It’s hard to argue with the power of an Apple rumor. Even if nothing ever comes of it –remember the Apple TV set?– the market usually starts to expect its arrival anyway. And, of course, CEOs of other companies that might have to start competing with Apple directly are asked whether or not they’re ready for the competition.
Take, for instance, the chief executive of Volkswagen, Herbert Diess. In a LinkedIn post, which was first spotted by iMore, Diess responded to a question regarding the rumored Apple Car. That question cites a report from earlier this month that sets Apple’s debut for its first vehicle sometime in 2024. Diess responded in a way you might expect, saying he welcomes “new competitors” to the market:
We are looking forward to new competitors who will certainly accelerate the transformation of our industry and bring in new skills. The incredible evaluation and thus the virtually unlimited access to resources inspire us a great deal of respect. A real challenge – dimensions greater than those within our industry (e.B. Toyota Motor Corporation ) As I have already said, the most valuable company in the world will once again be a mobility company – it Tesla can, Apple or may be Volkswagen AG called. (Translated)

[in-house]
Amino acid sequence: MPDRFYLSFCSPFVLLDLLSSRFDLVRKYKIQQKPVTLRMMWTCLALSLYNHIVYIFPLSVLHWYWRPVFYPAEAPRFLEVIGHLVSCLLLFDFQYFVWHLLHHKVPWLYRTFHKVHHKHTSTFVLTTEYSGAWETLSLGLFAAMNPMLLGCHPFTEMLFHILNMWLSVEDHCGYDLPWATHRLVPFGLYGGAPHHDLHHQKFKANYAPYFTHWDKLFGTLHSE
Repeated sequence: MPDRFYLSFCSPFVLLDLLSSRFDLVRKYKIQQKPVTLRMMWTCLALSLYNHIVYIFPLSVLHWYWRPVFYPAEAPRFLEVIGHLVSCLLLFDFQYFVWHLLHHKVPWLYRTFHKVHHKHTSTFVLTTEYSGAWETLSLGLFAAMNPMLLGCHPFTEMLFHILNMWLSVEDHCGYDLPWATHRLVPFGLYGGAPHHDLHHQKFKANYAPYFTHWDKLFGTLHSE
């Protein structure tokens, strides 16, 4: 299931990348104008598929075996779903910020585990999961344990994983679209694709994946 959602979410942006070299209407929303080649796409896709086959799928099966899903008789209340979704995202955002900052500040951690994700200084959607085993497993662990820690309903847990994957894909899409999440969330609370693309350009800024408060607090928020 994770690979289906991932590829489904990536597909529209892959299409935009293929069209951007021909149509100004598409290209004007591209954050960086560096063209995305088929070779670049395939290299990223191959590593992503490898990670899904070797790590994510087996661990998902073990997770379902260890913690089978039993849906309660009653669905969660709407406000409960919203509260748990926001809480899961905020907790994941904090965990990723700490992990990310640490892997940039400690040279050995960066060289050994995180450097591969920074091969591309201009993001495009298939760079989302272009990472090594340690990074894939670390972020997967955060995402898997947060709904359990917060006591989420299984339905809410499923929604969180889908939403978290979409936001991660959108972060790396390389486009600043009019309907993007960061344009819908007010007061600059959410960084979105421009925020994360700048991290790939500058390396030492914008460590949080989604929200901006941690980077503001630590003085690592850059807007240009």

Diess’s answer here isn’t just the safe bet, but probably one where he’s being genuinely honest. Competition isn’t a bad thing, even if Apple is a company that tends to disrupt industries and jump to the head of the pack rather quickly. That isn’t necessarily a guarantee in any market, but especially not in the automotive one. But seeing Apple enter the fray, along with plenty of other upstarts leaning into electric vehicles, just means the old guard companies like Volkswagen will have to find new ways to keep their market share (or even gobble more up).
Apple, for its part, is rumored to start playing hardball right out of the gate, at least as far as features are concerned. That Reuters report from earlier this week said Apple will adopt a “monocell” battery with “next level” technology that will greatly improve overall distance in the Apple Car.
However, it’s worth noting that Elon Musk, the CEO of Tesla, says this is “electrochemically impossible“, and suggests Apple may use a structural battery pack –with cells bonded together– instead. In a subsequent tweet, Musk also said he tried to sell Tesla to Apple years ago, but the company’s CEO, Tim Cook, wouldn’t even take the meeting.
This is absolutely not the first time that we’re hearing about the Apple Car, but it certainly feels like things have shifted towards “might actually be happening” with that Reuters report. But there’s no guarantee anything will actually happen. Apple may just build software for autonomous vehicles, rather than launching its own-branded vehicle.
We’ll just have to wait and see.